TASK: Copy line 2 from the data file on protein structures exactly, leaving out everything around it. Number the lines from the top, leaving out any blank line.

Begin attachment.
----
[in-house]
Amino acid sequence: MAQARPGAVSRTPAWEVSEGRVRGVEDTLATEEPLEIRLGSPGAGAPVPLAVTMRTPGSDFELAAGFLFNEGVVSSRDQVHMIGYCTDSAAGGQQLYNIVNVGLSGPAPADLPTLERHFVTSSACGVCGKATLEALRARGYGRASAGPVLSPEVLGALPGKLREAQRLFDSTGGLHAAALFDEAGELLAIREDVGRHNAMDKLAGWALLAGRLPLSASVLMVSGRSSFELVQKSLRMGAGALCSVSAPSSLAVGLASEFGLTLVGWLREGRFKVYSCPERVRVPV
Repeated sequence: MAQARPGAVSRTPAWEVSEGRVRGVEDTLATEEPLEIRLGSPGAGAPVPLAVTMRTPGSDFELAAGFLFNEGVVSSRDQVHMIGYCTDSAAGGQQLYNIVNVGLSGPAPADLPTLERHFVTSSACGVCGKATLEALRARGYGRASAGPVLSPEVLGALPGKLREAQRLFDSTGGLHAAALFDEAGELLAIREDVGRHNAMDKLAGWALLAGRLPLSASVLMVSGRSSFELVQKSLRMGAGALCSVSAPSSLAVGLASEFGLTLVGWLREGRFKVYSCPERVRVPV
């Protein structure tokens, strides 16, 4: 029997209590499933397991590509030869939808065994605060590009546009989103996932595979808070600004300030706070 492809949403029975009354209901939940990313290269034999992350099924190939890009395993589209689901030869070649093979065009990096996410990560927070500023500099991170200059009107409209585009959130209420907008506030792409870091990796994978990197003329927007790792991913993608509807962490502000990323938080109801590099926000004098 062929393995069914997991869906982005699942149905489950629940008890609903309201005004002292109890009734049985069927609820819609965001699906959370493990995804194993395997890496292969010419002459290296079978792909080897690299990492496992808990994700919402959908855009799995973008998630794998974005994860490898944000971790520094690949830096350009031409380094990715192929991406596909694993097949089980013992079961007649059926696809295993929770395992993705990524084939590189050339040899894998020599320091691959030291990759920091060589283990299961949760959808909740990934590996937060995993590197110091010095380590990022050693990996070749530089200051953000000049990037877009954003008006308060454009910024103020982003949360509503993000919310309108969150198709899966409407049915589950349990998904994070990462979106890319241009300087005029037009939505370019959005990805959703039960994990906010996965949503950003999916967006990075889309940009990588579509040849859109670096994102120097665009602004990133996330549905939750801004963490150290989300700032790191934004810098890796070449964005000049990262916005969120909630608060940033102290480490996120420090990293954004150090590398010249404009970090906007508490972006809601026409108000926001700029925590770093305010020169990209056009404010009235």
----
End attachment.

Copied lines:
Amino acid sequence: MAQARPGAVSRTPAWEVSEGRVRGVEDTLATEEPLEIRLGSPGAGAPVPLAVTMRTPGSDFELAAGFLFNEGVVSSRDQVHMIGYCTDSAAGGQQLYNIVNVGLSGPAPADLPTLERHFVTSSACGVCGKATLEALRARGYGRASAGPVLSPEVLGALPGKLREAQRLFDSTGGLHAAALFDEAGELLAIREDVGRHNAMDKLAGWALLAGRLPLSASVLMVSGRSSFELVQKSLRMGAGALCSVSAPSSLAVGLASEFGLTLVGWLREGRFKVYSCPERVRVPV